The Decorator pattern “attaches additional responsibilities to an object dy- It belongs to the group of Structural Patterns and depicts a ﬂexible alternative to subclassing for extending functionality of a class. This is especially useful if the additional functionality is not needed for every instance of a class, but only for individual objects. Because Decorators use the same interface as the class to be decorated, the decoration of an object is transparent to the client. Decorator delegates calls to the client by either only forwarding these calls or performing additional operations before forwarding. One disadvantage is that every method deﬁned in the interface has to be forwarded whether it is being altered or only forwarded. Whereas Adapter changes the interface of an object, Decorator leaves the interface the same but changes the object’s responsibility.
The intent of Facade is to “provide a uniﬁed interface to a set of interfaces in a subsystem”. It belongs to the group of Structural Patterns. A facade is a higher-level interface that eases the use of a subsystem by providing a
3.1. THE GOF PATTERN CATALOGUE 13
The intent of Flyweight is to “use sharing to support large numbers of ﬁne- objects eﬃciently”. It belongs to the group of Structural Patterns. This pattern is useful when a large amount of objects is needed in an application, but the naive implementation would result in a high cost of memory. For example, the terminal symbols of the abstract syntax tree of an Interpreter can be shared by using Flyweights. A Flyweight is a shared object that encapsulates some state that can be shared across some context. It is useful when the outsourcing of this state results in a decline in the number of objects needed.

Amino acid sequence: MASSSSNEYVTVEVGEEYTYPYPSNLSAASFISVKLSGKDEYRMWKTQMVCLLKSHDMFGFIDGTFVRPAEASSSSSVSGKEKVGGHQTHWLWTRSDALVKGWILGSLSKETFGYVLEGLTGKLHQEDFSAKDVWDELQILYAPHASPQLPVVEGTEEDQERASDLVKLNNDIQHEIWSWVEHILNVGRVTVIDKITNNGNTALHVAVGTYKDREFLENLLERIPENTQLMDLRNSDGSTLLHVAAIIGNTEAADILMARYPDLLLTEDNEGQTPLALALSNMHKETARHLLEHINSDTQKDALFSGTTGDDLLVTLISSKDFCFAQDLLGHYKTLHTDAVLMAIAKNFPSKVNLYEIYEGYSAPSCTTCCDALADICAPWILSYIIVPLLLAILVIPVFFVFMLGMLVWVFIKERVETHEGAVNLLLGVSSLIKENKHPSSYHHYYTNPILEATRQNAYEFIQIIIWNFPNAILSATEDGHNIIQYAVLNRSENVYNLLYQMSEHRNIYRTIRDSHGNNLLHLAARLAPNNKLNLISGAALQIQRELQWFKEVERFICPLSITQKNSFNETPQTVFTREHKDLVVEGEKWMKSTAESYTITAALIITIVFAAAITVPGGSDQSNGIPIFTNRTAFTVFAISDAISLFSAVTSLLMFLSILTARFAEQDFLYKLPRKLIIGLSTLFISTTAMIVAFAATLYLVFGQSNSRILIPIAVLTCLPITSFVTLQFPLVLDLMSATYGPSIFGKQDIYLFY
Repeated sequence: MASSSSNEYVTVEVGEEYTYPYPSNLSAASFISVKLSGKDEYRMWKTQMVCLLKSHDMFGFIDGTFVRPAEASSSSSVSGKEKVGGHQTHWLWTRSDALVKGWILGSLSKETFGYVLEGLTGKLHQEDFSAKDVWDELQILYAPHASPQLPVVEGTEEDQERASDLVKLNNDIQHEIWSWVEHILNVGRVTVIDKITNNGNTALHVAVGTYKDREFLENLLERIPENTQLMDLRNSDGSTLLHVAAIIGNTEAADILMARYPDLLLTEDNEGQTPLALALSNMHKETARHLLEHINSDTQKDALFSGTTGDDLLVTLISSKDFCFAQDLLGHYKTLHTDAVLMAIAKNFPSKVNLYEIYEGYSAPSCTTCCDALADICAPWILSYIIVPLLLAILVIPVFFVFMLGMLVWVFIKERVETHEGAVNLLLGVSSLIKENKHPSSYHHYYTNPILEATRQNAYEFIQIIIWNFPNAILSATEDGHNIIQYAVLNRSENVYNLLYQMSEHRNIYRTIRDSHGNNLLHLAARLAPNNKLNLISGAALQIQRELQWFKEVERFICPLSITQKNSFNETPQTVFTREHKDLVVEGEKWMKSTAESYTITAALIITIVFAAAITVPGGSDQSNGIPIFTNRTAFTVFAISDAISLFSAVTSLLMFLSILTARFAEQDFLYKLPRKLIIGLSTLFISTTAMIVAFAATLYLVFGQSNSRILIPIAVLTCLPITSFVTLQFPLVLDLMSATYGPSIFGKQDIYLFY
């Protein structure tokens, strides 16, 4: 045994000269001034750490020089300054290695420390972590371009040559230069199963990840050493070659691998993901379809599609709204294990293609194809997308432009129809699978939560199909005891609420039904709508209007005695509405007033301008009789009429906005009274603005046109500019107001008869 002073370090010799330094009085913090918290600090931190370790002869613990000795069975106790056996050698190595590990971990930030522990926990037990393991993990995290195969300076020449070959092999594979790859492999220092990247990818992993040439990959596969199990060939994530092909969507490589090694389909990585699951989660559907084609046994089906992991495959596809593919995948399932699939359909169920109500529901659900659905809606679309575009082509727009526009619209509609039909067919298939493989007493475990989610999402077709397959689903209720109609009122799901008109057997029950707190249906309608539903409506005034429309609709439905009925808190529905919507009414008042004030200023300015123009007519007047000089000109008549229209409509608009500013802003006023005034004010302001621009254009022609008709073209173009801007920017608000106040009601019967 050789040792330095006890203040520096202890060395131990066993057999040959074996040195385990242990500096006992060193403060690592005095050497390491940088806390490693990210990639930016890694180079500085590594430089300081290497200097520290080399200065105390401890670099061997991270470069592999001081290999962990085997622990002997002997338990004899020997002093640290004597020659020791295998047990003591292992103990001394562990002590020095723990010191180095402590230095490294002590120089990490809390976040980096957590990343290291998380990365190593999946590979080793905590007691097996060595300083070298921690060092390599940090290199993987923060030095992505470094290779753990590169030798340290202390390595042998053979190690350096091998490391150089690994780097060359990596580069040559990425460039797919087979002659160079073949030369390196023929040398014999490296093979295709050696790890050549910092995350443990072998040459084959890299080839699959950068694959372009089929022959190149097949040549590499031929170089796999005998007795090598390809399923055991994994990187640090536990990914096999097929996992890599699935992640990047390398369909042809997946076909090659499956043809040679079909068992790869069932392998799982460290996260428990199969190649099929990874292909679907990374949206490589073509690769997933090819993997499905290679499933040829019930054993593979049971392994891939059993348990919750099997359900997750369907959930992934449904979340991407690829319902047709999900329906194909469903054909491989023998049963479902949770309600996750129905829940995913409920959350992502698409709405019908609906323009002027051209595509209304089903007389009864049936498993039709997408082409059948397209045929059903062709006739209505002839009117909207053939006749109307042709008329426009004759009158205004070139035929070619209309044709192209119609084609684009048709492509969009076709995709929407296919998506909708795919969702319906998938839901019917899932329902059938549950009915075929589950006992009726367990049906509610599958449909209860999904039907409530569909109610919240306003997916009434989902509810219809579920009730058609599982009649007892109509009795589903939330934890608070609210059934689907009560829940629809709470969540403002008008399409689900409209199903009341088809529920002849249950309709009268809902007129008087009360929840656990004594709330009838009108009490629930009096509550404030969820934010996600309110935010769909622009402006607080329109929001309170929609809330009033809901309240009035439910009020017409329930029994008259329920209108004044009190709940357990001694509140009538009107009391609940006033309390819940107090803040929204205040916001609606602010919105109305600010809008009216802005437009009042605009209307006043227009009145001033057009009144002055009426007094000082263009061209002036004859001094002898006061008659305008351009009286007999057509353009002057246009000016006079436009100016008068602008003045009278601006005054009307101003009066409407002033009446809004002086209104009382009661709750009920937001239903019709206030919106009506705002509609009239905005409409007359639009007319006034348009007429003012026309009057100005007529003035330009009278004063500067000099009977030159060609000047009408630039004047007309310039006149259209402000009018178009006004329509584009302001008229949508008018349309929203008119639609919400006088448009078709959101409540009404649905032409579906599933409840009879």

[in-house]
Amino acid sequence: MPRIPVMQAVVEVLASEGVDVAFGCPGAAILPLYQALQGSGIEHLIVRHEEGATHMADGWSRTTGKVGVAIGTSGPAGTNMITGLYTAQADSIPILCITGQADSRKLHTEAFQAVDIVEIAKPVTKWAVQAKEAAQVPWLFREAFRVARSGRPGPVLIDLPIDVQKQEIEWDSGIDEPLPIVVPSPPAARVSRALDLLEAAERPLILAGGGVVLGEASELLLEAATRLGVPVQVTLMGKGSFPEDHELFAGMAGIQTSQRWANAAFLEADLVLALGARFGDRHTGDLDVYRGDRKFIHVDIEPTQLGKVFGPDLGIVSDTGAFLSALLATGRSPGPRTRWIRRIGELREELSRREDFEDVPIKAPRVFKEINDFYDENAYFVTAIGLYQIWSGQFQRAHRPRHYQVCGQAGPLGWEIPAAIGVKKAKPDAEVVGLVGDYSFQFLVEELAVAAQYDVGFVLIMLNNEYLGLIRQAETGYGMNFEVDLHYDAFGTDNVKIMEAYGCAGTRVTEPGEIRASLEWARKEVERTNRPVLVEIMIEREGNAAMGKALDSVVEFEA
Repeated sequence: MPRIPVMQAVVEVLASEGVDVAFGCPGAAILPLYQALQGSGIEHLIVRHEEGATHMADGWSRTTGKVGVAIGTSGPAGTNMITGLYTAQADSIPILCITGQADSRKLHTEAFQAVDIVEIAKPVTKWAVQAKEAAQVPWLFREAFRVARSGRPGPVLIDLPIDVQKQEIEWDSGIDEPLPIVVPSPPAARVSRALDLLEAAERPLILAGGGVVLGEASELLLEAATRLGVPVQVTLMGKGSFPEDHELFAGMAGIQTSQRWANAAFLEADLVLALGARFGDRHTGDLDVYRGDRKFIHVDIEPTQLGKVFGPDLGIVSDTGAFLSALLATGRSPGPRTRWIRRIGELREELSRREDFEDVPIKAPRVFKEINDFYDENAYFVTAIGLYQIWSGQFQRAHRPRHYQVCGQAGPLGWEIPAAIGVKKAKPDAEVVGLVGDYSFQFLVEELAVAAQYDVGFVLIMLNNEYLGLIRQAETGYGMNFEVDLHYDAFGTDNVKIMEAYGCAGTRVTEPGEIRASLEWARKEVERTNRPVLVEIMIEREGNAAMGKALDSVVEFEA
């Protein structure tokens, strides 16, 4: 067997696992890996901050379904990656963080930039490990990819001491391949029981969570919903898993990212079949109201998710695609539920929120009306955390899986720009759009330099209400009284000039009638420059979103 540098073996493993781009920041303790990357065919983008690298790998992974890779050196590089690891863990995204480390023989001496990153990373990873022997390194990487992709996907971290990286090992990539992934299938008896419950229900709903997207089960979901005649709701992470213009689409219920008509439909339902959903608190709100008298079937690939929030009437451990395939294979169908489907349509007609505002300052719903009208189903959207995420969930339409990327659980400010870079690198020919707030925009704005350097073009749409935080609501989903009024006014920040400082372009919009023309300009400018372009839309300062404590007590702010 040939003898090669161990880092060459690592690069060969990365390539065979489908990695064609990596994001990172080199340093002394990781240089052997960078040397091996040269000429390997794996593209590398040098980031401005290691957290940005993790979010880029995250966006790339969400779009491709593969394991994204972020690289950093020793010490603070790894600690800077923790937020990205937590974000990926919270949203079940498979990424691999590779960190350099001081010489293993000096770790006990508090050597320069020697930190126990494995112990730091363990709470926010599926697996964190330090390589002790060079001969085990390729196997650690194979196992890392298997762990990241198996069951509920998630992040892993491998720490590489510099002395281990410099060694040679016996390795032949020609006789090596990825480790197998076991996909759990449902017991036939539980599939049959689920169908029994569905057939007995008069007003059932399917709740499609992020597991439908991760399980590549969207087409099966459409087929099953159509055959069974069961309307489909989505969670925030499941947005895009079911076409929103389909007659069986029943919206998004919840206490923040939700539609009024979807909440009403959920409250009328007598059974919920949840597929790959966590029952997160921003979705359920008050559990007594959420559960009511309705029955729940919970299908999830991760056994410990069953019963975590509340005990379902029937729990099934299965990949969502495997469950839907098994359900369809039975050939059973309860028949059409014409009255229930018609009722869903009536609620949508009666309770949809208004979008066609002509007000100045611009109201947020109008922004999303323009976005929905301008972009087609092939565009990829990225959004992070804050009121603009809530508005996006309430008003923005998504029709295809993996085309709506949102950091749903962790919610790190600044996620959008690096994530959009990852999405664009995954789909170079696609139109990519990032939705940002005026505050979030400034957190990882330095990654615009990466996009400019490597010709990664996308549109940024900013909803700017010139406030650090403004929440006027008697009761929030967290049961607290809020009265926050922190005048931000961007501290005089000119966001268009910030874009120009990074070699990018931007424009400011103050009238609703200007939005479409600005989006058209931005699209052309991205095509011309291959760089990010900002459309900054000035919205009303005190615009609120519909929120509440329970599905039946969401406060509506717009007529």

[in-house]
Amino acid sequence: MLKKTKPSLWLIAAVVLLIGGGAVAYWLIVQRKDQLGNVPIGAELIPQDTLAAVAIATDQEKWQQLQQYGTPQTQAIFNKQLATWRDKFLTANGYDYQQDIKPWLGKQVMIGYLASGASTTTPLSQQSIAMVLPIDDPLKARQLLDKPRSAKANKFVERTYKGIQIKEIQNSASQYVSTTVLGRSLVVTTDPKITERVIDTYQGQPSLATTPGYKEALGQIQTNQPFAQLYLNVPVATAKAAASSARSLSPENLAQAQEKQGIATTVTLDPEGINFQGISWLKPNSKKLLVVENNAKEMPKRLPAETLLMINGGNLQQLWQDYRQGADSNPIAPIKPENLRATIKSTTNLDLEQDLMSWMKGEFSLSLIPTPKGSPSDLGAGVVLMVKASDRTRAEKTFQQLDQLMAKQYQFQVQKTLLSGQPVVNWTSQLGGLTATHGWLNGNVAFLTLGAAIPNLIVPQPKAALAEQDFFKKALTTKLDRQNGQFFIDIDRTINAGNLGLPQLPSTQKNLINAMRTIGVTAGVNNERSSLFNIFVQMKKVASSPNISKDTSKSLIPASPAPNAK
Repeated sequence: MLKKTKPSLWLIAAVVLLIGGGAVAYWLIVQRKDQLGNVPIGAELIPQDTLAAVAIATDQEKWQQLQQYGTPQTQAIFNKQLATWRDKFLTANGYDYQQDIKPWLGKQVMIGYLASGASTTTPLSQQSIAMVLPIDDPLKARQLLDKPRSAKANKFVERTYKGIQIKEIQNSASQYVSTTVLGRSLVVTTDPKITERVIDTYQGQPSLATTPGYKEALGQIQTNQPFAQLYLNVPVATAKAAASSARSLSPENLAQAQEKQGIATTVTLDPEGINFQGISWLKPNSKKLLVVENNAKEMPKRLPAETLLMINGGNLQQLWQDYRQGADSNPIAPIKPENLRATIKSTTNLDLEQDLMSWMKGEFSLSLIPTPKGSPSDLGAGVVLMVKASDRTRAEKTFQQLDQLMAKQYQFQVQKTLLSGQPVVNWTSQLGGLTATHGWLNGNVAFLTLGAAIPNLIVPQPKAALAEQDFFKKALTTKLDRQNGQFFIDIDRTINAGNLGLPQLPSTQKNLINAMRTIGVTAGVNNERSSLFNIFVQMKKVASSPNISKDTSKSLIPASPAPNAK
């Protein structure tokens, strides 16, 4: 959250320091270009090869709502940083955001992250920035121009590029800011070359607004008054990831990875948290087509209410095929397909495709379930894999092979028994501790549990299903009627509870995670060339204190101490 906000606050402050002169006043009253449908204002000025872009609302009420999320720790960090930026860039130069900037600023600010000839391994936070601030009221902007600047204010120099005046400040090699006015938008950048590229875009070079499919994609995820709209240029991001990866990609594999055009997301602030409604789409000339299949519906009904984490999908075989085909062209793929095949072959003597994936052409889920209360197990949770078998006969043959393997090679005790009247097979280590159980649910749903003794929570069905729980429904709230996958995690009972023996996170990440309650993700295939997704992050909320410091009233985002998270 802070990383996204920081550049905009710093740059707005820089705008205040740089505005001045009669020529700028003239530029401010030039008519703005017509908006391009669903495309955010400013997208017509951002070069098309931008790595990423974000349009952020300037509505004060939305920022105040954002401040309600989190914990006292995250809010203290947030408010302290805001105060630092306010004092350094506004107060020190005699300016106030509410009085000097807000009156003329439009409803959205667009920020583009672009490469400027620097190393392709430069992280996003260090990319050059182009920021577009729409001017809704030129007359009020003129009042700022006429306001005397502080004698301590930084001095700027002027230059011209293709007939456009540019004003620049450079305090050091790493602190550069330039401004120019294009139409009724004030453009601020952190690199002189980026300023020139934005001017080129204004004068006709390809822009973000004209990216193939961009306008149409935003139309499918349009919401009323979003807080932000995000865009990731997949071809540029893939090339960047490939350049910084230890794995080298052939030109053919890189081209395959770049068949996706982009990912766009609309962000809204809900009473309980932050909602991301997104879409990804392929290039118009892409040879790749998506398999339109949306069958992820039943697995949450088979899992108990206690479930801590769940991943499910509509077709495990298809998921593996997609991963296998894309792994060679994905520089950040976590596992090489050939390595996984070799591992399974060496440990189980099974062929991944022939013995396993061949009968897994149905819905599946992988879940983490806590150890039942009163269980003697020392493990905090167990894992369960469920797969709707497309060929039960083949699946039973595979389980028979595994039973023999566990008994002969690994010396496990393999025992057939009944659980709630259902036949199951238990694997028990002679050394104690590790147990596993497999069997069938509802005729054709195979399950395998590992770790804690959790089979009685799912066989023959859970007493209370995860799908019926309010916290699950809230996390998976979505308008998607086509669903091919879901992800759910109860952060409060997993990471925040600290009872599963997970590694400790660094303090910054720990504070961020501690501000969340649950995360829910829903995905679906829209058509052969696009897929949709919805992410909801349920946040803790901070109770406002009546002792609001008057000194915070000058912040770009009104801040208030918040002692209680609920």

The intent of Proxy is to “provide a surrogate or placeholder for another object to control access to it”. It belongs to the group of Structural Patterns and defers the control of an object to a proxy object. The Proxy pattern can be used when the cost of creation and initialization is expensive. The Proxy pattern can defer the creation process until the object is actually needed. The Proxy object acts as an image that stands for the real object. There are several other use cases when to use Proxy: a protection proxy restricts the access of the original object, when objects have diﬀerent access rights. A proxy can also be used as a smart reference to the original object by counting the number of references and freeing the object when there are no more references. A buﬀer proxy caches the access to the original object, a logging proxy logs the access and a remote access proxy provides the access to a remote object.
The Chain of Responsibility “avoids coupling the sender of a request to its receiver by giving more than one object a chance to handle the request”. It belongs to the group of Behavioral Patterns. By chaining receiver objects that are all able to handle the request, Chain of Responsibility decouples
The intent of Command is to “encapsulate a request as an object, thereby letting us parameterize clients with diﬀerent requests, queue or log requests, and support revocable operations”. It belongs to the group of Behavioral Patterns. The Command pattern is applicable as an objectiﬁed callback function, when the creation of a command is not chronologically coupled with the execution of it, or if the execution of the command takes place in a diﬀerent context. For example, an action is triggered in a user interface in response to some user input. If the action is put into a command object, the object can be passed around like any other object and can be executed in another part of the application. Mementos can be used together with the Command pattern to maintain state for revocable operations.
The intent of Interpreter is to “deﬁne a representation for the grammar of a given language along with an interpreter that uses the representation to interpret sentences in the language”. It belongs to the group of Behavioral Patterns. A recurring problem such as the searching for strings can be expressed as a simple language. The grammar of this language can be interpreted by the Interpreter pattern. Interpreter deﬁnes the grammar, represents sentences in this language and does the interpretation of them. This pattern makes it easy to change or extend the grammar of languages. Interpreter is applicable when the grammar is simple and eﬃciency is not a critical concern.